Marine and terrestrial biological and biogeochemical proxies in three sediment cores from North and SE Aegean and northern Levantine Seas record continuous warm and humid conditions between 5.5 and 4.0 ka BP related to the establishment of relatively stratified conditions in the upper water column. These conditions may have resulted from the concordant albeit weak Mid-Holocene South Asian monsoon forcing, combined with lighter Etesian winds. During this interval, sea surface temperatures fluctuate in the Aegean Sea, although exhibiting a strong positive shift at*4.8 ka BP. The warm and humid climatic conditions triggered upper water column stratification and enhancement of the deep chlorophyll maximum (DCM), leading to dysoxic conditions and the deposition of a sapropel-like layer, but only in the SE Aegean site. In contrast to the shallow water SE Aegean, the deeper North Aegean and the northern Levantine sites, although experiencing stratification in the upper parts of the water column, did not achieve bottom-water dysoxia. Thus, a top–bottom mechanism of stratification–DCM development accompanied by fast transport and burial of organic matter is a likely explanation for the preservation of productivity signal in the shallow sites of the SE Aegean and establishment of sapropelic conditions during the warm and humid Mid-Holocene. The termination of the Mid-Holocene warm and humid phase coincides with the ‘‘4.2 ka’’ climate event. Our data exhibit an N–S time transgressive aridification gradient around the Aegean Sea, most probably associated with the reorganization of the general atmospheric circulation during the Mid-Holocene.
The Collective Article ‘New Mediterranean Biodiversity Records’ of the Mediterranean Marine Science journal offers the means to publish biodiversity records in the Mediterranean Sea. The current article is divided in two parts, for records of alien and native species respectively. The new records of alien species include: the red alga Asparagopsis taxiformis (Crete and Lakonikos Gulf, Greece); the red alga Grateloupia turuturu (along the Israeli Mediterranean shore); the mantis shrimp Clorida albolitura (Gulf of Antalya, Turkey); the mud crab Dyspanopeus sayi (Mar Piccolo of Taranto, Ionian Sea); the blue crab Callinectes sapidus (Chios Island, Greece); the isopod Paracerceis sculpta (northern Aegean Sea, Greece); the sea urchin Diadema setosum (Gökova Bay, Turkey); the molluscs Smaragdia souverbiana, Murex forskoehlii, Fusinus verrucosus, Circenita callipyga, and Aplysiadactylomela (Syria); the cephalaspidean mollusc Haminoea cyanomarginata (Baia di Puolo, Massa Lubrense, Campania, southern Italy); the topmouth gudgeon Pseudorasbora parva (Civitavecchia, Tyrrhenian Sea); the fangtooth moray Enchelycore anatine (Plemmirio marine reserve, Sicily); the silver-cheeked toadfish Lagocephalus sceleratus (Saros Bay, Turkey; and Ibiza channel, Spain); the Indo-Pacific ascidian Herdmania momus in Kastelorizo Island (Greece); and the foraminiferal Clavulina multicamerata (Saronikos Gulf, Greece). The record of L. sceleratus in Spain consists the deepest (350-400m depth) record of the species in the Mediterranean Sea. The new records of native species include: first record of the ctenophore Cestum veneris in Turkish marine waters; the presence of Holothuria tubulosa and Holothuria polii in the Bay of Igoumenitsa (Greece); the first recorded sighting of the bull ray Pteromylaeus bovinus in Maltese waters; and a new record of the fish Lobotes surinamensis from Maliakos Gulf.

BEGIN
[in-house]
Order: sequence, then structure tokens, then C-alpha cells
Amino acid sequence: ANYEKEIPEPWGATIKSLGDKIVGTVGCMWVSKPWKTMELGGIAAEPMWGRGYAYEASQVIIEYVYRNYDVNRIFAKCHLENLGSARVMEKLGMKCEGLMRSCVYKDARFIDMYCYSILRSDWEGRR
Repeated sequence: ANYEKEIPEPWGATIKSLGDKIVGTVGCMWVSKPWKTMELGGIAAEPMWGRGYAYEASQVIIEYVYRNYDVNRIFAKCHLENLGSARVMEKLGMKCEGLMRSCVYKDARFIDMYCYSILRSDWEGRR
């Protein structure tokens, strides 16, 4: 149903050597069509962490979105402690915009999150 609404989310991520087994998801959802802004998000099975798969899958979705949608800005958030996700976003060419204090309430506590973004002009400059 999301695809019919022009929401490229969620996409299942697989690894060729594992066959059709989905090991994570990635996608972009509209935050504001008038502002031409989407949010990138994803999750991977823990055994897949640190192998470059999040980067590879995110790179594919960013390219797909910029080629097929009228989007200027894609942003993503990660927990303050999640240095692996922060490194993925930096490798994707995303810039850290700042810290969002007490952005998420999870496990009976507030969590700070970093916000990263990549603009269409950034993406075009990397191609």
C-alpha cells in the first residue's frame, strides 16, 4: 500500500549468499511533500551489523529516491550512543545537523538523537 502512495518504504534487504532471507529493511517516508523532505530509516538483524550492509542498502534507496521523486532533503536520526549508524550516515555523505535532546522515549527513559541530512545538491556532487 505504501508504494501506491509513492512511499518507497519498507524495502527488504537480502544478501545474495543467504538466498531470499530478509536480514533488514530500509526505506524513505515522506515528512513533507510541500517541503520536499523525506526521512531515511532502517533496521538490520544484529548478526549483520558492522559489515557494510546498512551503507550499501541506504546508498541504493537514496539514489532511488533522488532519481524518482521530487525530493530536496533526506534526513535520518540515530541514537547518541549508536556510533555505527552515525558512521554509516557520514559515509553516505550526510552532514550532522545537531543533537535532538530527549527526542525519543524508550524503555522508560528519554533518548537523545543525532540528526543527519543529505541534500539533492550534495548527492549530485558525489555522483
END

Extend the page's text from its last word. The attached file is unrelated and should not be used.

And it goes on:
Two specimens of the coccolithophore Calyptrolithophora pappilifera associated with single exothecal and endothecal coccoliths of Syracosphaera histrica,collected from the North Aegean Sea (NE Mediterranean), have been verified by Scanning Electron Microscopy. The two specimens strengthen previous reported hints that Syracosphaera histrica and Calyptrolithophora pappilifera represent a life-cycle association, documenting accordingly the relationships between the different phases within the genus Syracosphaera.
This is the first documentation of a combination coccosphere from samples collected in the field (North Aegean Sea, NE Mediterranean) between the heterococcolithophore species Coronosphaera mediterranea (Lohmann 1902) Gaarder in Gaarder & Heimdal (1977) and the holococcolithophore species “Zygosphaera hellenica”. This specimen verifies previous combination coccosphere evidence found in culture and again demonstrates that “Zygosphaera hellenica” can be developed from cells of Coronosphaera mediterranea in a life-cycle association.
TheElefsis Bay is a typical coastal setting characterized by a semi-closed shallow environment with intense anthropogenic activity. This study describes a peculiar low cell density and species poor late-winter coccolithophore assemblages from Elefsis Bay compared to those from further offshore of the Aegean Sea. Helicosphaera carteri contributes significantly to the assemblage inside the Elefsis Bay and together with Emiliania huxleyi both represent the dominant component of the calcareous nannoplankton. Water column data confirmed the opportunistic behavior of H. carteri, thus providing new evidence for the ecology of the species. It is suggested that an increase in this species can be associated with distinct pollution in neritic environments.
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